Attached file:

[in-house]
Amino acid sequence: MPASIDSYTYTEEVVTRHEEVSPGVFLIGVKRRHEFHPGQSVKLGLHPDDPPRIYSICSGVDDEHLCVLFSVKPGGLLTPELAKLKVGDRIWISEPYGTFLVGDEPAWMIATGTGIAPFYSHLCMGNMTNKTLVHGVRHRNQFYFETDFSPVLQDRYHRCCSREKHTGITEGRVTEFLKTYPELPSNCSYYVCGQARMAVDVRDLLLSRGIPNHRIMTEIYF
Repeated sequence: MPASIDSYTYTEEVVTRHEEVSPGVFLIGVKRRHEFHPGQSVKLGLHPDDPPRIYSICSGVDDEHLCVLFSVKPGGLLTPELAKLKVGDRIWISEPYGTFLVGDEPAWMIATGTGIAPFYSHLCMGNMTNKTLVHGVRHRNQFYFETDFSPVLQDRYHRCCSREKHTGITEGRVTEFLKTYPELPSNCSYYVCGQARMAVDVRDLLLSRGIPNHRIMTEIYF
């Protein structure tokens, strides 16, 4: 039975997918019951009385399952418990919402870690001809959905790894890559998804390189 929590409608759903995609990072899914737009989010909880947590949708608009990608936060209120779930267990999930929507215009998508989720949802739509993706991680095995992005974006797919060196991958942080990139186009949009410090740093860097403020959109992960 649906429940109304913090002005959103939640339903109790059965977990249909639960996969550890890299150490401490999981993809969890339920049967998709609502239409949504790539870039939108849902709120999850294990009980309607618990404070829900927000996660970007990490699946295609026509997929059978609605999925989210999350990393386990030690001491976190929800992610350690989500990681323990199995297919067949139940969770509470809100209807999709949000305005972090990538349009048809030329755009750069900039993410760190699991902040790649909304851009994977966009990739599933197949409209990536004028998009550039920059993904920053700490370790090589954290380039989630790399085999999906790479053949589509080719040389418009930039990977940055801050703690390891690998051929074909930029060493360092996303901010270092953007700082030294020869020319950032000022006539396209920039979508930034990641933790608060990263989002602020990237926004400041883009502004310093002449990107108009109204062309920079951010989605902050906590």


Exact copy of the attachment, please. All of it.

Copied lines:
[in-house]
Amino acid sequence: MPASIDSYTYTEEVVTRHEEVSPGVFLIGVKRRHEFHPGQSVKLGLHPDDPPRIYSICSGVDDEHLCVLFSVKPGGLLTPELAKLKVGDRIWISEPYGTFLVGDEPAWMIATGTGIAPFYSHLCMGNMTNKTLVHGVRHRNQFYFETDFSPVLQDRYHRCCSREKHTGITEGRVTEFLKTYPELPSNCSYYVCGQARMAVDVRDLLLSRGIPNHRIMTEIYF
Repeated sequence: MPASIDSYTYTEEVVTRHEEVSPGVFLIGVKRRHEFHPGQSVKLGLHPDDPPRIYSICSGVDDEHLCVLFSVKPGGLLTPELAKLKVGDRIWISEPYGTFLVGDEPAWMIATGTGIAPFYSHLCMGNMTNKTLVHGVRHRNQFYFETDFSPVLQDRYHRCCSREKHTGITEGRVTEFLKTYPELPSNCSYYVCGQARMAVDVRDLLLSRGIPNHRIMTEIYF
């Protein structure tokens, strides 16, 4: 039975997918019951009385399952418990919402870690001809959905790894890559998804390189 929590409608759903995609990072899914737009989010909880947590949708608009990608936060209120779930267990999930929507215009998508989720949802739509993706991680095995992005974006797919060196991958942080990139186009949009410090740093860097403020959109992960 649906429940109304913090002005959103939640339903109790059965977990249909639960996969550890890299150490401490999981993809969890339920049967998709609502239409949504790539870039939108849902709120999850294990009980309607618990404070829900927000996660970007990490699946295609026509997929059978609605999925989210999350990393386990030690001491976190929800992610350690989500990681323990199995297919067949139940969770509470809100209807999709949000305005972090990538349009048809030329755009750069900039993410760190699991902040790649909304851009994977966009990739599933197949409209990536004028998009550039920059993904920053700490370790090589954290380039989630790399085999999906790479053949589509080719040389418009930039990977940055801050703690390891690998051929074909930029060493360092996303901010270092953007700082030294020869020319950032000022006539396209920039979508930034990641933790608060990263989002602020990237926004400041883009502004310093002449990107108009109204062309920079951010989605902050906590």